ideal gases

Thermodynamics

Heat capacity

See previous posts about thermal physics

Heat capacity c is a measure of the amount of thermal energy Q can be put into a system before we see a change in its temperature ΔT. It is defined by the equation

where ΔT may be defined as ΔT = T - T0 for an initial temperature T0 and a final temperature T, so

Therefore, if you put 5 J of energy into some volume of liquid, we’ll call it X, which is at an initial temperature T0 = 20°C and observed its temperature change to T = 25°C then it would have a heat capacity cX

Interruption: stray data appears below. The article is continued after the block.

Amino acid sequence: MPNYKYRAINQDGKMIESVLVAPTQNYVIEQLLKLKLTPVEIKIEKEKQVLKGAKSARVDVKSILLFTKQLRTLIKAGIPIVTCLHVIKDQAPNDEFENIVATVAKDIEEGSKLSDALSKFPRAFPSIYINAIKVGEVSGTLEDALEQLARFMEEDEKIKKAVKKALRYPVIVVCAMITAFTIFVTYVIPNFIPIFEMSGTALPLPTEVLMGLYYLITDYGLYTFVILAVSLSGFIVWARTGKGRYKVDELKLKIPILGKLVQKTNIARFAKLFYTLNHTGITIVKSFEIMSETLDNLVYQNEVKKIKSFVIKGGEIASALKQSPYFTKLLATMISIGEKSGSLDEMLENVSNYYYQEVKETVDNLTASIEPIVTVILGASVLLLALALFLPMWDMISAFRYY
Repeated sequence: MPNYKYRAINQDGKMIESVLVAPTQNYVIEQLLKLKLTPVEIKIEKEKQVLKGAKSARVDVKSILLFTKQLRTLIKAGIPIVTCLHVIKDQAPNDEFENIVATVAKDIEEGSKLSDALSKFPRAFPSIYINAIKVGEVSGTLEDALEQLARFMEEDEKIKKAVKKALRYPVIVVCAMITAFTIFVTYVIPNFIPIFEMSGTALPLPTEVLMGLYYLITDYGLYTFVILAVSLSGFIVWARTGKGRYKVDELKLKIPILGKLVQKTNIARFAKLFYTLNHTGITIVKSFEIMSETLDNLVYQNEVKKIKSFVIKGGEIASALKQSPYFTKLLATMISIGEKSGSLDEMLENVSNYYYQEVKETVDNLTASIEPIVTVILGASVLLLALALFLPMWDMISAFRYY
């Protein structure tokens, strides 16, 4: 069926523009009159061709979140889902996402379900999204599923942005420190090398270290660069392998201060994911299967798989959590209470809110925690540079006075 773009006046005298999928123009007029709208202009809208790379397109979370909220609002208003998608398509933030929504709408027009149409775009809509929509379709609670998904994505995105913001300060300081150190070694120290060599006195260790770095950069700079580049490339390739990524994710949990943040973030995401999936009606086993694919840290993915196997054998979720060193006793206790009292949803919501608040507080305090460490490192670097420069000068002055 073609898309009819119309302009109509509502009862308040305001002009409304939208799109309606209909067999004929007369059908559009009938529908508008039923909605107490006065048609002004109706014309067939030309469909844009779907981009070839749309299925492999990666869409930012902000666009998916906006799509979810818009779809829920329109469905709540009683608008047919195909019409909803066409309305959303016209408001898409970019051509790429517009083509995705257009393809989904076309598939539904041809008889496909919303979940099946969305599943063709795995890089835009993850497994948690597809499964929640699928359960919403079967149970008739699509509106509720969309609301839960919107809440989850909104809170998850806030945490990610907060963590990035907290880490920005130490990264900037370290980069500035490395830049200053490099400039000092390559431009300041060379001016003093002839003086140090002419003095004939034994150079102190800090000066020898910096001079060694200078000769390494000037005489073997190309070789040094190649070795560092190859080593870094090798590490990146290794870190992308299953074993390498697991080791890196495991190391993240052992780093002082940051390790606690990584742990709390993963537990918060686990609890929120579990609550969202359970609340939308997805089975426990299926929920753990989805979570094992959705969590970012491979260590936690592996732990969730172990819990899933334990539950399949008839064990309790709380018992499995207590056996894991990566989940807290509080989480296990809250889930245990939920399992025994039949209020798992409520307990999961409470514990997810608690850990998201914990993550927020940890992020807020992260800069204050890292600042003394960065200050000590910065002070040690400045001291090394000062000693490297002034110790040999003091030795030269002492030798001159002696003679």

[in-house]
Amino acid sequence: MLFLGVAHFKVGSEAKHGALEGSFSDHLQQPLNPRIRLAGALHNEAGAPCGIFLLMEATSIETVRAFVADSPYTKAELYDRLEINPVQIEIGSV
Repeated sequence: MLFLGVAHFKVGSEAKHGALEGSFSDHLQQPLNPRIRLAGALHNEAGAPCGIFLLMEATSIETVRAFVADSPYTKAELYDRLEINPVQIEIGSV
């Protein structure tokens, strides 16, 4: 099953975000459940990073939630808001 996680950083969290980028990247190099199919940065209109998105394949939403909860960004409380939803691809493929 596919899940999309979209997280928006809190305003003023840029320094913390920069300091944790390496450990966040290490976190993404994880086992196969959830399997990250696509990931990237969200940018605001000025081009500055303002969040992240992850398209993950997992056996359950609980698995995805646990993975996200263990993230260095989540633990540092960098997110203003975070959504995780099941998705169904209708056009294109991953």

Specific heat capacity

This is particularly useful for engineering purposes because a heat capacity can be used to characterise gases and materials etc. For example, the specific heat capacity c of a material is found using its heat capacity per unit mass:

(note that this equation assumes that the heat capacity is independent of mass – i.e. for no phase transitions).